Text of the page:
1. Because we can
I should first make clear what I mean by “because we can”. I don’t intend to suggest that business school academics have discovered a great way of filling their days and that nobody can do a thing to stop them. What I mean is that, contrary to widespread misconceptions, the skills associated with entrepreneurship can be learnt.
In many quarters the necessary abilities are regarded as “gifts” – innate capabilities with which a fortunate few miraculously enter this world. And it’s quite possible, of course, that some people are more naturally cut out for entrepreneurship than others. Yet the reality is that the talents most readily associated with an entrepreneur – a capacity to articulate propositions, frame prospects, minimise risk, maximise opportunities, solve problems and so on – can be taught.
This is why entrepreneurship is both an emerging management science and a profession. And this is also why it has to be acknowledged and explained as such if it’s to fully realise its extraordinary potential.
2. Employment is no longer a world of certainties
One of the most compelling definitions of entrepreneurship is that it offers a means of managing uncertainty. We might think of it as the ultimate expression of job security – an unequivocal demonstration that you’re prepared to back yourself rather than relying on fate or risking the twists and turns of other people’s caprices.
Encouraging people to be more demanding of themselves in this way is central to entrepreneurship education. As a would-be entrepreneur, you need to set expectations, take a proactive approach and be commercial in your thinking.
Why? Because the cosy conceit of “jobs for life” was condemned to the dustbin of history long before COVID-19 came along. The “new moral contract” that characterises modern-day employment has little room for long-term guarantees. Today, amid arguably unprecedented churn and change, it may be that there’s only one person who can genuinely determine how you earn a living: you.
3. The potential rewards are varied and significant
Research indicates that entrepreneurs tend to have more fun in their careers. They’re also more likely to be engaged in work for which they have a true passion. At least in my experience, there aren’t many who feel obliged to devote time and energy to stuff that they can’t stand.
My own entrepreneurship professor once told me that, unlike his peers in the sphere of blue-chips and consultancies, he never missed his children’s sports days. That was many years ago, and nothing has changed since. Being your own boss can still provide the kind of work-life balance that’s rarely available in employment.
Remember, too, that entrepreneurship can also pay very handsomely. The most substantial financial rewards normally come via a capital gain and exit. Sure, there are risks – but that’s what having faith in your own abilities is all about.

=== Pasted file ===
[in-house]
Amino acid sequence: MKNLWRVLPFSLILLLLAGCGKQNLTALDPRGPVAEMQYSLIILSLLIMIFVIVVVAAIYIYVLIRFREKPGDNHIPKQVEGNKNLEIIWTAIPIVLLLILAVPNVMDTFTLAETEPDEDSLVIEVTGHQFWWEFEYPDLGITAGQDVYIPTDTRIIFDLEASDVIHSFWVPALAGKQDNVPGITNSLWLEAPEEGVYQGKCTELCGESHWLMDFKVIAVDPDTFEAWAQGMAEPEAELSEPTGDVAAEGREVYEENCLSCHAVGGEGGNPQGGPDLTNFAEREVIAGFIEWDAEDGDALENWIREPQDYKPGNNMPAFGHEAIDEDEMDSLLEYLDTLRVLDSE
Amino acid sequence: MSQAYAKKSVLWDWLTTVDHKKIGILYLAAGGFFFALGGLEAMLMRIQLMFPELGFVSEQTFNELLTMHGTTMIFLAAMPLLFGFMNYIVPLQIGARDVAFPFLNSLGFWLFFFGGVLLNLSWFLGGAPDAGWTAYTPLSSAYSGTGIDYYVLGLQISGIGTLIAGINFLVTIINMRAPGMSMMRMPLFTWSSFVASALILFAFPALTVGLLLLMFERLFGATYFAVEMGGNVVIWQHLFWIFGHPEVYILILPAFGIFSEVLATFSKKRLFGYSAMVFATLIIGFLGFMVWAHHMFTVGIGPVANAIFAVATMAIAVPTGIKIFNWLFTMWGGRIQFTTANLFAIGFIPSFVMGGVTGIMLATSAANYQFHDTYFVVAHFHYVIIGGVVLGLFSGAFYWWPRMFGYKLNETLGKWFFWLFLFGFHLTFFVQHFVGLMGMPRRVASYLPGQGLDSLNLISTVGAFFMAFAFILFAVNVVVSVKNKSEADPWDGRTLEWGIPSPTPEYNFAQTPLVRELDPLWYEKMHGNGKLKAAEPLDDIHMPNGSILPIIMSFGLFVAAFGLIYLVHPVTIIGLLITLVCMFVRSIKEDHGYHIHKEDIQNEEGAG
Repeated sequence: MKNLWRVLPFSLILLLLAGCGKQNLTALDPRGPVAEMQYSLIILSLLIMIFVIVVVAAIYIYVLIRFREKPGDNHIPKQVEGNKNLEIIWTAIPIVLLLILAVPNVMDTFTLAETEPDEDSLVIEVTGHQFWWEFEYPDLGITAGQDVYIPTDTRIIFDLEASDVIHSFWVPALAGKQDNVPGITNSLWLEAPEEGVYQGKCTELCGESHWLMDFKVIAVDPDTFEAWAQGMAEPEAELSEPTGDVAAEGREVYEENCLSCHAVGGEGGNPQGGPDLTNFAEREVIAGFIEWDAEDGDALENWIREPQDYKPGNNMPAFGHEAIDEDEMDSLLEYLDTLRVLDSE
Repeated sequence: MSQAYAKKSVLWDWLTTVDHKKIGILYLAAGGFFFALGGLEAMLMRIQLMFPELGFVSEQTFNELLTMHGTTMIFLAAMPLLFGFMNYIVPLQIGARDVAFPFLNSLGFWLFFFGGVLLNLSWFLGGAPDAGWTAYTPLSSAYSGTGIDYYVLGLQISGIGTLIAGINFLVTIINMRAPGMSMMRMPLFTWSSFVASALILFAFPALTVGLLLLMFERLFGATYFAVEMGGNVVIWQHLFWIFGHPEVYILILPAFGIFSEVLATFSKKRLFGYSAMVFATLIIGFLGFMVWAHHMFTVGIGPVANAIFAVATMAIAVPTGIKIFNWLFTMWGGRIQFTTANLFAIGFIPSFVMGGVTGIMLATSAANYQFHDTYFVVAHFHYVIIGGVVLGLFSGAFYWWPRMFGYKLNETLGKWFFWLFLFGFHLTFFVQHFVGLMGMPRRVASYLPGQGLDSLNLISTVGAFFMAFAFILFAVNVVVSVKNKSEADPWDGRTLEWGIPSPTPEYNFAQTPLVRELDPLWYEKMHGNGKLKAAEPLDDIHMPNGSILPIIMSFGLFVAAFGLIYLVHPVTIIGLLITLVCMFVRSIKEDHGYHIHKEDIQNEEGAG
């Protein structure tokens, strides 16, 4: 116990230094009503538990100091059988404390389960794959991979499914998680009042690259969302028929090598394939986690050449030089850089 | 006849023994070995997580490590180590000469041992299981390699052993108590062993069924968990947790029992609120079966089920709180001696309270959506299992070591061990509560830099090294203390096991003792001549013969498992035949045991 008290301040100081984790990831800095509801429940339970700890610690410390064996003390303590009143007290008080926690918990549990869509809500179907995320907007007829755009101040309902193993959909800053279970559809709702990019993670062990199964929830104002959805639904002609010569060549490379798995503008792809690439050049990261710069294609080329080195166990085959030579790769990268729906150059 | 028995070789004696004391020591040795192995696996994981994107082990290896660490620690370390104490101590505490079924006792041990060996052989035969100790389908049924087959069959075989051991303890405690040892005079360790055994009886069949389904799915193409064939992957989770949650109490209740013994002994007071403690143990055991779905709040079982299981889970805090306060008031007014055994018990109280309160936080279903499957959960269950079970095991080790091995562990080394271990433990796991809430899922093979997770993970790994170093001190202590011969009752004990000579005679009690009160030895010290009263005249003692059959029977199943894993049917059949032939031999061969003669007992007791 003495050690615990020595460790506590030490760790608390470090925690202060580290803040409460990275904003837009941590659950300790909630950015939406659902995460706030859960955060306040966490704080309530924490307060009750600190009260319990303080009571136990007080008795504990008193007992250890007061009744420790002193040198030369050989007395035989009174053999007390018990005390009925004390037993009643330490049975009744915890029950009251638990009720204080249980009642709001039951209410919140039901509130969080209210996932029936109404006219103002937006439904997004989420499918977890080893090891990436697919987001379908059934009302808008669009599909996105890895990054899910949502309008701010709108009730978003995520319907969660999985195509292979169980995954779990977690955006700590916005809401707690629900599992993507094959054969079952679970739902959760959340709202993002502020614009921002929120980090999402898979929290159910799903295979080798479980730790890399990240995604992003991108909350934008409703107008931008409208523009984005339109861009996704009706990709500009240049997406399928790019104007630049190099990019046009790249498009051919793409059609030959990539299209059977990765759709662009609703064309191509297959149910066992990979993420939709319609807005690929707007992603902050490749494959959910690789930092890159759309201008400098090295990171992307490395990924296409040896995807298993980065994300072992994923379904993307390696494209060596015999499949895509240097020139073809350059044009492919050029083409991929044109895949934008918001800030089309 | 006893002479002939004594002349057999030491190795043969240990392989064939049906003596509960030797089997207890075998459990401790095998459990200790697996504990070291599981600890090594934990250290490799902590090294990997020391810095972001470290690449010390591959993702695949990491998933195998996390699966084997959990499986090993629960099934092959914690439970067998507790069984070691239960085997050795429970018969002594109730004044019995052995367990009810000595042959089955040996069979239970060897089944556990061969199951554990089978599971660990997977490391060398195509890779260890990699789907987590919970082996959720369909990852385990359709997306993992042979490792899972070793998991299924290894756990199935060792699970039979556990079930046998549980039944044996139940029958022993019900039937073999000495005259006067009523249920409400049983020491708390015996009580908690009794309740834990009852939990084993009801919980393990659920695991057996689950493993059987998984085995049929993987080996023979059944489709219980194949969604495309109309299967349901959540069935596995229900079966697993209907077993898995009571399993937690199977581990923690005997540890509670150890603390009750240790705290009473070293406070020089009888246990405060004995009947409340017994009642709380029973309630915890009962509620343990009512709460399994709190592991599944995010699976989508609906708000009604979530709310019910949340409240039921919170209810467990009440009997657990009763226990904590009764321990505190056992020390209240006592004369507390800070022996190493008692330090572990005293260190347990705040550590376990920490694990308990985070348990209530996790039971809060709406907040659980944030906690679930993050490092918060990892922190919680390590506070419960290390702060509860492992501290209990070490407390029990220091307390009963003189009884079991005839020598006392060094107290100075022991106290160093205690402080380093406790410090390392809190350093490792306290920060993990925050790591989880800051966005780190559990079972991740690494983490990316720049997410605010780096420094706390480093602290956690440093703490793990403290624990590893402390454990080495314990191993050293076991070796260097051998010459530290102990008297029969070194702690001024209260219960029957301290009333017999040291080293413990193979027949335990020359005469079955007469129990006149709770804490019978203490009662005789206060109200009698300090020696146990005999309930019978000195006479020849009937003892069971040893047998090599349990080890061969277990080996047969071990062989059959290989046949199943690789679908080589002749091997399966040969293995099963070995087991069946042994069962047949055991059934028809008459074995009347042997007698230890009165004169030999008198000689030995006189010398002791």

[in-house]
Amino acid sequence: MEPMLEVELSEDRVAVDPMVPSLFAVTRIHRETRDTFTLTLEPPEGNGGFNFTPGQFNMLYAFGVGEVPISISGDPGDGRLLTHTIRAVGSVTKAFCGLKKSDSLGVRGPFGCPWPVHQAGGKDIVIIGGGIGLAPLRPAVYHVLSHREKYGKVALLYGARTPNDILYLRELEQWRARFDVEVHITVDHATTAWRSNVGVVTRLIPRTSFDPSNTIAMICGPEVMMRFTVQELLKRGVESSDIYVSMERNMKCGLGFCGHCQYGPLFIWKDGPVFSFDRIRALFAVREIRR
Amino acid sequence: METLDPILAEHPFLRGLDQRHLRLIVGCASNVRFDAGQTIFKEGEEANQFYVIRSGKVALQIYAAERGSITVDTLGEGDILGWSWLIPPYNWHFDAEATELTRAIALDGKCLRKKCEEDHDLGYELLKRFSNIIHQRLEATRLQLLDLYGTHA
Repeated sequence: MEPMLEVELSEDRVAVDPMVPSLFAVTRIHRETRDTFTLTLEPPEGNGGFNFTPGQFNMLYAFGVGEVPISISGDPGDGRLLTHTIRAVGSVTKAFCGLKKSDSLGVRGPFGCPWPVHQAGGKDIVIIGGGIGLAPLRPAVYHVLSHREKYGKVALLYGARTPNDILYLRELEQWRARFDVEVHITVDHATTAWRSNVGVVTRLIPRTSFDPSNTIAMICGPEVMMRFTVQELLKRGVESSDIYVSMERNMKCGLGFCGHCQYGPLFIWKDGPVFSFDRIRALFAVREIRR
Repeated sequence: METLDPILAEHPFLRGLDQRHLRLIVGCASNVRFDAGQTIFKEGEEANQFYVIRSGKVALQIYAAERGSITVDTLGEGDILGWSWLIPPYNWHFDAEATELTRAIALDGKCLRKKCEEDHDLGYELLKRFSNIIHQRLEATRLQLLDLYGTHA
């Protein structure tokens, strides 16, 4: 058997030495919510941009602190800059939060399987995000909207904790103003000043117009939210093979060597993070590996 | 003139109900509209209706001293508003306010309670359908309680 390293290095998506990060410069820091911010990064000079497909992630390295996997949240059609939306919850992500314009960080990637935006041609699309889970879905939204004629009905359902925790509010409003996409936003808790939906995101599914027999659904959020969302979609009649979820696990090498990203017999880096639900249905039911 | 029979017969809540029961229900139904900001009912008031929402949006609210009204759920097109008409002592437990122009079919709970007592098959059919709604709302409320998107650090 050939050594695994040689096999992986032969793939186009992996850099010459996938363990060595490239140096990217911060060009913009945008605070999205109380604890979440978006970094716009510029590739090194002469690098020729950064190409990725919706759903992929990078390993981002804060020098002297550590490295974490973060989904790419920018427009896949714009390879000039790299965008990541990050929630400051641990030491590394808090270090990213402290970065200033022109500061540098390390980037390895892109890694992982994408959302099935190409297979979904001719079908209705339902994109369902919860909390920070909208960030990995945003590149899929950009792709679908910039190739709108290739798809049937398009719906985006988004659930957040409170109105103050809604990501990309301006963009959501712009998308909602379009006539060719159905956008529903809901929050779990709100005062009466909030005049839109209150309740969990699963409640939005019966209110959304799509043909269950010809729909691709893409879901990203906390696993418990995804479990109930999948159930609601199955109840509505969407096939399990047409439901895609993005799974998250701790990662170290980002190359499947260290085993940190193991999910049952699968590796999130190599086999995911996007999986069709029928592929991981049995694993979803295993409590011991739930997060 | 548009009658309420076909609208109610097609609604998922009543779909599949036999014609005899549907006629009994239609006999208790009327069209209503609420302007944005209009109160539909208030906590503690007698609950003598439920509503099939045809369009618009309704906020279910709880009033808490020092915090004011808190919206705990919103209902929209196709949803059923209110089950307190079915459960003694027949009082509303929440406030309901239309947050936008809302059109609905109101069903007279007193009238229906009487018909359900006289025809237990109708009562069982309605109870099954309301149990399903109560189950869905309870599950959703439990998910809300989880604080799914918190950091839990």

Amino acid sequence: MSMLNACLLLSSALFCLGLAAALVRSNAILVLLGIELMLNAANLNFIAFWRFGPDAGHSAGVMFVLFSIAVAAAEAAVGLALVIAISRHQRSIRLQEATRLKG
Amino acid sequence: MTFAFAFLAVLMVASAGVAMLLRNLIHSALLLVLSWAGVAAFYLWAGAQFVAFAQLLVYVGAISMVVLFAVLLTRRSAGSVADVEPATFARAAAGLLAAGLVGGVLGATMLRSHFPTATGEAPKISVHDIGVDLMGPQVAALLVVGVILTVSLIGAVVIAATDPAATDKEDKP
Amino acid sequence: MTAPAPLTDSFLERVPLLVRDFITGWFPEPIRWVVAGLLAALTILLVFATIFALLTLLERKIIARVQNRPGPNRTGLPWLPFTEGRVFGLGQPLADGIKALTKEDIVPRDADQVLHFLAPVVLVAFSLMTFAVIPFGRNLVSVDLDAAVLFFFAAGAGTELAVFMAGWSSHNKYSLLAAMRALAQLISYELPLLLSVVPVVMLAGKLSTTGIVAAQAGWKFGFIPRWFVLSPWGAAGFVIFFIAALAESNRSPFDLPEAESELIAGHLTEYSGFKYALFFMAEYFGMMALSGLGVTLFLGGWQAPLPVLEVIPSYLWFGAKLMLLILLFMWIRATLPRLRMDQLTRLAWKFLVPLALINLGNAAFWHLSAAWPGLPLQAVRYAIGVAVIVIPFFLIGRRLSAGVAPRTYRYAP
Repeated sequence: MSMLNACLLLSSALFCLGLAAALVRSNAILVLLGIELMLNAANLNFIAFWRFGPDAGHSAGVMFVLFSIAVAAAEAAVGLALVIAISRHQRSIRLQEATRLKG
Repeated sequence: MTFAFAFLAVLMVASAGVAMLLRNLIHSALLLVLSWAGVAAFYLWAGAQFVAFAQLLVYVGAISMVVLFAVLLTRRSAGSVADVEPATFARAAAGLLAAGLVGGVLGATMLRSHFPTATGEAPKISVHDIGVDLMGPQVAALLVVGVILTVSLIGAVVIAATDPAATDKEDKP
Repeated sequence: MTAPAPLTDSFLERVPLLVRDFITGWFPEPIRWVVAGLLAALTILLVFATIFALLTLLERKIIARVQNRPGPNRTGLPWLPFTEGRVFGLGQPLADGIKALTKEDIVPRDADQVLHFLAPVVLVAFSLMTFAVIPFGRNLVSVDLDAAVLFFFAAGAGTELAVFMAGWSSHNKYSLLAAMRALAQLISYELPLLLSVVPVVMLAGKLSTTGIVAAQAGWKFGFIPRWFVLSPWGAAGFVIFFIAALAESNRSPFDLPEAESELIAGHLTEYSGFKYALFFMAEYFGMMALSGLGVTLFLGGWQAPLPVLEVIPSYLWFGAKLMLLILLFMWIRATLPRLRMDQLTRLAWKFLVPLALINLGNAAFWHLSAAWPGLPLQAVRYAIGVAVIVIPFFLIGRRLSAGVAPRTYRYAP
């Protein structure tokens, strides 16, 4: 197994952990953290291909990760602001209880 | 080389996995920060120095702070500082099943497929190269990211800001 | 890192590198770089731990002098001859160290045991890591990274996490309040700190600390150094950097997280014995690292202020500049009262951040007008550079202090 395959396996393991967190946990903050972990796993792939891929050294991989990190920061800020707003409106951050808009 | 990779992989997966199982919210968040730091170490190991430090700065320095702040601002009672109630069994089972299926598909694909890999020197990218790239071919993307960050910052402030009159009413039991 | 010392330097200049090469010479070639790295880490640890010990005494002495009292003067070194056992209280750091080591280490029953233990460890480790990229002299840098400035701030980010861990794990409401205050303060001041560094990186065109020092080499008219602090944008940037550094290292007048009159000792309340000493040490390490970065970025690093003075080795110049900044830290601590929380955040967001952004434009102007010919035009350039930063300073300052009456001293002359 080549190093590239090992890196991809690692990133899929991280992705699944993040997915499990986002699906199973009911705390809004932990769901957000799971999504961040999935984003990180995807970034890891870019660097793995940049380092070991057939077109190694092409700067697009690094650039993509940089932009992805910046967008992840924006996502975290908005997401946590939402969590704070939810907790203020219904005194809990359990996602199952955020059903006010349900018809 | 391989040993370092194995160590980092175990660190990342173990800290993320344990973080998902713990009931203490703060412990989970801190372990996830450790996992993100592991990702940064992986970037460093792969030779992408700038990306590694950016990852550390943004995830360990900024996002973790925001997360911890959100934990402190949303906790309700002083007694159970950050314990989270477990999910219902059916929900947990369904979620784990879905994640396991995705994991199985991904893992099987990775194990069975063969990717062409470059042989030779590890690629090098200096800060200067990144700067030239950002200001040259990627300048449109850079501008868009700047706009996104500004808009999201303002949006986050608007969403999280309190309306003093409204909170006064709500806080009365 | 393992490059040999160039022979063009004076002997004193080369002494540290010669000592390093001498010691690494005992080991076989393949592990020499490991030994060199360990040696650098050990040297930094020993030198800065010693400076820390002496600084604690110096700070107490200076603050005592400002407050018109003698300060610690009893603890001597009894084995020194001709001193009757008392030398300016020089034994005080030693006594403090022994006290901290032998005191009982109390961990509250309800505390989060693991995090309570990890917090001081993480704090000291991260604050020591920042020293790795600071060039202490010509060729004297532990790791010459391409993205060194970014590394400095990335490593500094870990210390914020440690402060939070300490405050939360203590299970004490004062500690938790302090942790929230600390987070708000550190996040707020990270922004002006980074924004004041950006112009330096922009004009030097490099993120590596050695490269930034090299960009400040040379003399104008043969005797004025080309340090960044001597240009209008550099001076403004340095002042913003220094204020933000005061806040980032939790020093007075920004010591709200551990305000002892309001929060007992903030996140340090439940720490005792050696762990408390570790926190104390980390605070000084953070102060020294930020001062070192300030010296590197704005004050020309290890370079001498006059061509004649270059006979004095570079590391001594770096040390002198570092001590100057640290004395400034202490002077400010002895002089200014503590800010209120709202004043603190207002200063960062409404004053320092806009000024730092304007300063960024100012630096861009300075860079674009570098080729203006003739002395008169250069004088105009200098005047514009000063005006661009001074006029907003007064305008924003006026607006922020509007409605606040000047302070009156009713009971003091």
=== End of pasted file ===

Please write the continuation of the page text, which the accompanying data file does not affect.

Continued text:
4. Entrepreneurs are vital to the economy
Even before COVID-19, employers were still struggling to deliver jobs growth in the wake of the credit crunch. Meanwhile, global competition between nations and cultures – in effect, a fierce and worldwide battle for wealth – rages on in the face of the pandemic.
Small wonder, then, that so many governments conspicuously support entrepreneurship. Entrepreneurs create wealth for themselves, their employees, their communities and their countries – and this is especially the case if they’re innovators.
By way of illustration, consider how entrepreneurial companies such as Amazon, Apple and Google have transformed almost every aspect of our lives. Each started out as a relatively small enterprise with a notion of how to do things not just better but differently. By contrast, recall the likes of Kodak, which engineered its own demise by inventing the digital camera and then declining to commercialise it, or Blockbuster, which safely negotiated the transition from VHS to DVD but was late to acknowledge the shift towards on-demand video. As history has repeatedly shown, it’s entrepreneurial thinking that fuels progress and keeps the economy ticking over.
David Falzani MBE is an Honorary Professor at Nottingham University Business School’s Haydn Green Institute for Innovation and Entrepreneurship and president of the Sainsbury Management Fellowship.
Nottingham University Business School specialises in developing leadership potential, encouraging innovation and enterprise, and developing a global outlook in its students, partners, and faculty. It is recognised as one of the world’s top business schools for integrating responsible and sustainable business issues into its undergraduate, MBA, MSc, PhD, and executive programmes and has unrivalled global reach through Nottingham’s campuses in the UK, China, and Malaysia. The School holds a Small Business Charter Award in recognition of its important role in supporting small and medium enterprises. It is accredited by both the Association of MBAs (AMBA) and the European Quality Improvement System (EQUIS) and ranks among the UK’s top ten for research power.